Learn Python – Lists and Tuples

Sun Sep 11, 2016 - 1000 Words

Continuing our series on Python, we’re going to look at how we can work with grouped data using two of the data structures in Python: Lists and Tuples.

Goal for this Tutorial:

  • Learn how to store data in Lists.
  • Learn what a Tuple is and how to use it.

Up to this point, we’ve only worked with individual values. Whether it’s been numbers or strings we’ve only worked with 1 or 2 of them at a time. For us to write programs that solve real problems we’ll probably need to work with groups of data.

The Primary Collection: List

The main collection type that we’ll use while programming Python is the list. Let’s open up the REPL and see what they can do.

$ docker run --rm -it python:3.5
>>> my_list = [1, 2, 3, 4]
>>> my_list
[1, 2, 3, 4]

Lists are not limited to holding the same type, but it’s in your best interest to keep them the same. That being said, the following is a completely valid list:

>>> mixed_list = [1, 'a', 2.5, True]
>>> mixed_list
[1, 'a', 2.5, True]

Reading, Adding, and Editing a List

Whenever we create a list, it’s likely that we’ll want to access the information within the list at some point. Let’s first look at how we can access 1 item at a time:

>>> my_list[0] # Index a single element, indexes start at 0 and iterate up.
>>> my_list[3]
>>> my_list[10] # Using an index that's higher than the length of the list.
Traceback (most recent call last):
  File "<stdin>", line 1, in <module>
IndexError: list index out of range

Some languages don’t raise errors when you try to access an index that is out of range for an Array/List, but Python does, so be careful.

Besides just accessing one item in a list, we can slice a list to give us a subset of the items. We saw the slice syntax briefly when learning how to reverse a string, but most of the time you’ll use this feature when working with lists.

>>> my_list[1:3] # Includes index 1, up to, but not including index 3.
[2, 3]
>>> my_list[:3] # From the beginning up to index 3.
[1, 2, 3]
>>> my_list[2:] # From index 2 to the end (including the end).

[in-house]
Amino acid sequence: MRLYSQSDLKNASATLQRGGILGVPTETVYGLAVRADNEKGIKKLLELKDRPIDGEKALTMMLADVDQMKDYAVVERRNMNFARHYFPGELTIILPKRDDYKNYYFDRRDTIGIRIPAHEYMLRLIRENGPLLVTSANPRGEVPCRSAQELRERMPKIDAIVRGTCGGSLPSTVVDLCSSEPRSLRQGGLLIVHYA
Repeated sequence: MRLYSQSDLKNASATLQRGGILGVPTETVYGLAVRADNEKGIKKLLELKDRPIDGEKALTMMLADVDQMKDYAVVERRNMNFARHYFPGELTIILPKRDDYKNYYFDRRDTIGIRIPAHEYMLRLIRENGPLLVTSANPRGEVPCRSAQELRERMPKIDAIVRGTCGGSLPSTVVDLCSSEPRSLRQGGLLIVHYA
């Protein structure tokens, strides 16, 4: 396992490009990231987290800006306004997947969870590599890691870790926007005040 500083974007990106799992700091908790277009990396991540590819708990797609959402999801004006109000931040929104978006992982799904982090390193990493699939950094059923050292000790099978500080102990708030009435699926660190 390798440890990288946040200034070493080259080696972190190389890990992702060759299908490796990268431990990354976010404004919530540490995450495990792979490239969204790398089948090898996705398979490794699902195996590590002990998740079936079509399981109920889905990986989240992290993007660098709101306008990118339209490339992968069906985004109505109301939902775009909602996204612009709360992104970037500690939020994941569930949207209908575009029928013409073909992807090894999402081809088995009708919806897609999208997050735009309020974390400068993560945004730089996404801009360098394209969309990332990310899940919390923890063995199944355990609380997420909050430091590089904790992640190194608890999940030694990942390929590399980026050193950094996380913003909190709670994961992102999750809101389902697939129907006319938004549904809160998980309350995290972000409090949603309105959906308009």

[3, 4, 5]
>>> my_list[::2] # From beginning to end, every other item
[1, 3, 5]

Now we have a better grasp on how to read from a list, but what if we want to add to it or change what’s in it? Adding to a list is easy enough, there’s a method for it:

>>> my_list.append(6)
>>> my_list
[1, 2, 3, 4, 5, 6]
>>> my_list.append(7)
>>> my_list
[1, 2, 3, 4, 5, 6, 7]
>>> len(my_list) # Get the length of the list

Our list will grow as we append new data to it, but this will get a little tedious if we need to add many items to it. We were also able to see how long our list had become using the len function. Thankfully, lists support the + operation so we can insert multiple items at once. We’ll reset my_list to equal [1, 2, 3] just so it’s a little short for our examples.

>>> my_list + ['a', 'b', 'c']
[1, 2, 3, 'a', 'b', 'c']
>>> my_list
[1, 2, 3]

Notice that the plus operation returns a different list that contains all of the items, but it does not change the contents of our variable my_list. If we want to store off this new combined list we would have to set assign the result to a variable.

Sometimes you want to replace content within a list. The syntax for assigning values looks like a mix between reading from the list and assigning a variable.

>>> my_list[0] = 'a' # Replacing a single value, at index 0.
>>> my_list
['a', 2, 3]
>>> my_list[1:] = ['b', 'c'] # Replacing a slice
>>> my_list
['a', 'b', 'c']
>>> my_list[:] = [1]
>>> my_list

Notice that we were able to replace the entire list’s contents by creating a slice from beginning to end and assigning [1] to it. When you are replacing a slice the lengths don’t need to be the same.

Removing an Item from a List

We now know how to create, read from, and update lists, but we need to also know how to remove items from the list. We’ll use a few different ways to remove items, depending on what we’re trying to do. The first one is the method pop:

>>> my_list.pop() # Removes the last item in the list
>>> my_list
[1, 2]
>>> my_list.pop(0) # Given an argument removes item(s) at the given indexes
>>> my_list

You can use pop to remove elements at a specific position in the list, or by default it will remove the last item.


Lists are flexible and can be changed, they’re what is called “mutable”. Tuples on the other hand will have the same contents and length from the time they are created; we can’t change them. We’ve seen tuples in action a few times before when we’ve used print, here’s an example:

>>> print("There are %s planets and %s." % (8, "Pluto"))
There are 8 planets and Pluto.

The (8, "Pluto") is the tuple. Tuples are similar to lists in that they are what’s known as a “sequence” in Python, but you’ll usually use them the data of different types unlike you normally will with a list. The data within a tuple will normally be accessed by indexing, whereas you’re more likely to iterate over a list.


Today, we took a look at two of the collection data types that we’ll use in Python. Lists are one of the most used things in all of programming so we’ll need those before we begin writing more complicated programs in Python.